The headline on David Ignatius' new column on John Bolton's book makes an important point: the former White House national security advisor's book "is full of startling revelations he should have told us sooner."
Quite right. The far-right hawk had a front-row seat to Donald Trump's systemic wrongdoing, and he had an opportunity to help expose the president's corruption in official proceedings -- including Trump's impeachment trial. Bolton chose not to.
That said, the significance of the revelations is hard to ignore.
Bolton's much-anticipated, 494-page book paints in copious detail a devastating portrait of an erratic, ill-informed president who sees the Justice Department as his personal tool, prioritizes his own interests above all else, including the country, and myopically processes every decision through the lens of how it might affect his re-election chances.
While I have not yet read the book, the latest reporting describes a rather brutal indictment of a president who is corrupt, ignorant, mocked by his own team, hostile toward the rule of law, and guilty of all kinds of official misdeeds -- including trying to get both Ukraine and China to help with his re-election campaign.
Bolton is dismissive of Congress' impeachment of Trump, not because it was unwarranted but because it was incomplete: lawmakers weren't fully aware of the president's other transgressions that were every bit as serious. (The book makes it explicitly clear that Trump was absolutely guilty of the Ukrainian extortion scheme for which he was impeached.)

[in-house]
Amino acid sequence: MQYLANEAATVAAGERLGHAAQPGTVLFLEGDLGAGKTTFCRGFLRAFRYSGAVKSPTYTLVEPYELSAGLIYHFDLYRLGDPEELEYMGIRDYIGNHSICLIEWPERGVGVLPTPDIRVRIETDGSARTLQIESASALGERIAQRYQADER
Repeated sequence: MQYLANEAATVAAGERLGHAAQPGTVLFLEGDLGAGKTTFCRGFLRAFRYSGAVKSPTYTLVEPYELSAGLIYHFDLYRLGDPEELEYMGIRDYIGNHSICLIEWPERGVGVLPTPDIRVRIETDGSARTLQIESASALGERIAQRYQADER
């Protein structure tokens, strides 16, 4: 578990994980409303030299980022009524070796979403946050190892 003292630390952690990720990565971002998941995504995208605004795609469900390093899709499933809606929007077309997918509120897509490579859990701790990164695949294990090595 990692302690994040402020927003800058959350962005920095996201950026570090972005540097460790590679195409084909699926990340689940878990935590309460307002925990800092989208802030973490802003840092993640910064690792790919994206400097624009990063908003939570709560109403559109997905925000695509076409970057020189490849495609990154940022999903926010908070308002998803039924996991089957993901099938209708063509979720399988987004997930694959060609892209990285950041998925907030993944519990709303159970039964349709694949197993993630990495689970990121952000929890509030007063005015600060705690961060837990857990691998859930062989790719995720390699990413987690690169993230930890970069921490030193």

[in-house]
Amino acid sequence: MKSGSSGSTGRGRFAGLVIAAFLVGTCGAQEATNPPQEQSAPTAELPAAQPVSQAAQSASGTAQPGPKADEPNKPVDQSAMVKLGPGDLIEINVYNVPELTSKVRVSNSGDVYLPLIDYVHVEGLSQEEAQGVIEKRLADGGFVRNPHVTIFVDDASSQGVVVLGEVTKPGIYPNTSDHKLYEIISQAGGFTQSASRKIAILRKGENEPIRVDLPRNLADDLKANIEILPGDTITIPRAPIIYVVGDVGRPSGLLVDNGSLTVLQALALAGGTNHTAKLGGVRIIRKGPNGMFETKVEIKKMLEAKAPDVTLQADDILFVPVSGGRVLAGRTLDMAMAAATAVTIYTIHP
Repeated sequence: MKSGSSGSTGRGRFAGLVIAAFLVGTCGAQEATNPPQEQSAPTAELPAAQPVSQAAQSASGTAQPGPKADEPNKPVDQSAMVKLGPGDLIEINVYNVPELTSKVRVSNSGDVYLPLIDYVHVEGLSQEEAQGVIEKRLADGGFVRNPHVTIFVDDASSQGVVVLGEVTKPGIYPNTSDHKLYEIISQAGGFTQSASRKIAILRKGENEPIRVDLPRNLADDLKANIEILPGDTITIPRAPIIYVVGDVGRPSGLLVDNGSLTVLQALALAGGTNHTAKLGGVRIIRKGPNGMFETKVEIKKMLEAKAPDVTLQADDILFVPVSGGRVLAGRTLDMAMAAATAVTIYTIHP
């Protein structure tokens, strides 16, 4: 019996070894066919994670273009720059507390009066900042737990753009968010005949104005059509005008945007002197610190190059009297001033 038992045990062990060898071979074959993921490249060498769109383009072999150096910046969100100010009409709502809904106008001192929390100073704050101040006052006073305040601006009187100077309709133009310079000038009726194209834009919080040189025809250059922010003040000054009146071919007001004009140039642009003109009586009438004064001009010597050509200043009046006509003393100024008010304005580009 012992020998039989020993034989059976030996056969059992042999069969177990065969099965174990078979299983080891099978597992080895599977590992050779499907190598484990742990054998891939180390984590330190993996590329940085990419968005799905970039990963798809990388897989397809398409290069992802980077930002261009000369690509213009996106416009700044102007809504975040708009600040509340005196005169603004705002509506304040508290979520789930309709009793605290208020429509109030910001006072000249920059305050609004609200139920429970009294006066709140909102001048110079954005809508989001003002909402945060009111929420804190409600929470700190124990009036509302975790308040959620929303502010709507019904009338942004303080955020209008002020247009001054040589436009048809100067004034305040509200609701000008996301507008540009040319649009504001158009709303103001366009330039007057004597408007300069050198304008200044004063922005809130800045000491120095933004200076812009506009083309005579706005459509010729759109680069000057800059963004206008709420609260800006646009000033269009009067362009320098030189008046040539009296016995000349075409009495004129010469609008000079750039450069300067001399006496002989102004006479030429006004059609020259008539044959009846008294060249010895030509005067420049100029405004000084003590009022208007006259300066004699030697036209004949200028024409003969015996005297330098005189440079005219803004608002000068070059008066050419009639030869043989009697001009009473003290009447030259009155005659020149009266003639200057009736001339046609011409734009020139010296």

Given the explosive nature of Bolton's claims, it seems like a safe bet that quite a few people will buy his book. After all, it's extremely unusual for a top former White House official to effectively accuse a sitting president of being a corrupt criminal in print.
The Trump administration, however, hopes to block the book from reaching the public. As NBC News reported overnight, the Justice Department late yesterday asked a federal court to stop Bolton's book from being released in five days.
The Justice Department asked for an emergency hearing on Friday, given that the book's publication date is Tuesday. It asked the court to hold Bolton "to the legal obligations he freely assumed as a condition of receiving access to classified information and prevent harm to national security that will result if his manuscript is published to the world."
Note, there are now two separate legal filings. On Tuesday, the administration sued Bolton, claiming he hadn't completed the proper review process before proceeding with the publication process. I made the case yesterday that it seemed like a half-hearted effort: if Team Trump were seriously trying to derail the publication of the book, it would've sought a temporary restraining order to block the book's release.
A day later, the administration did, in fact, ask a judge for a temporary restraining order, escalating matters considerably.
That, in and of itself, is a rather extraordinary development. In the United States, federal law enforcement does not often go to court to block book publications. The fact that the text in question was written by a former White House official makes the circumstances that much more remarkable.
Complicating matters, many people have already obtained and read the book, and details of the text have already reached the public. It's a little late to try to get the toothpaste back in the tube.
With all of this in mind, legal experts appear skeptical that the lawsuit will succeed. "As is often the case with the Trump administration, this motion is all hat and no cattle," the ACLU's Ben Wizner told the New York Times. "The audience for this filing is not the court; it's the president."
The Justice Department has asked Judge Royce Lamberth for a hearing tomorrow. Watch this space.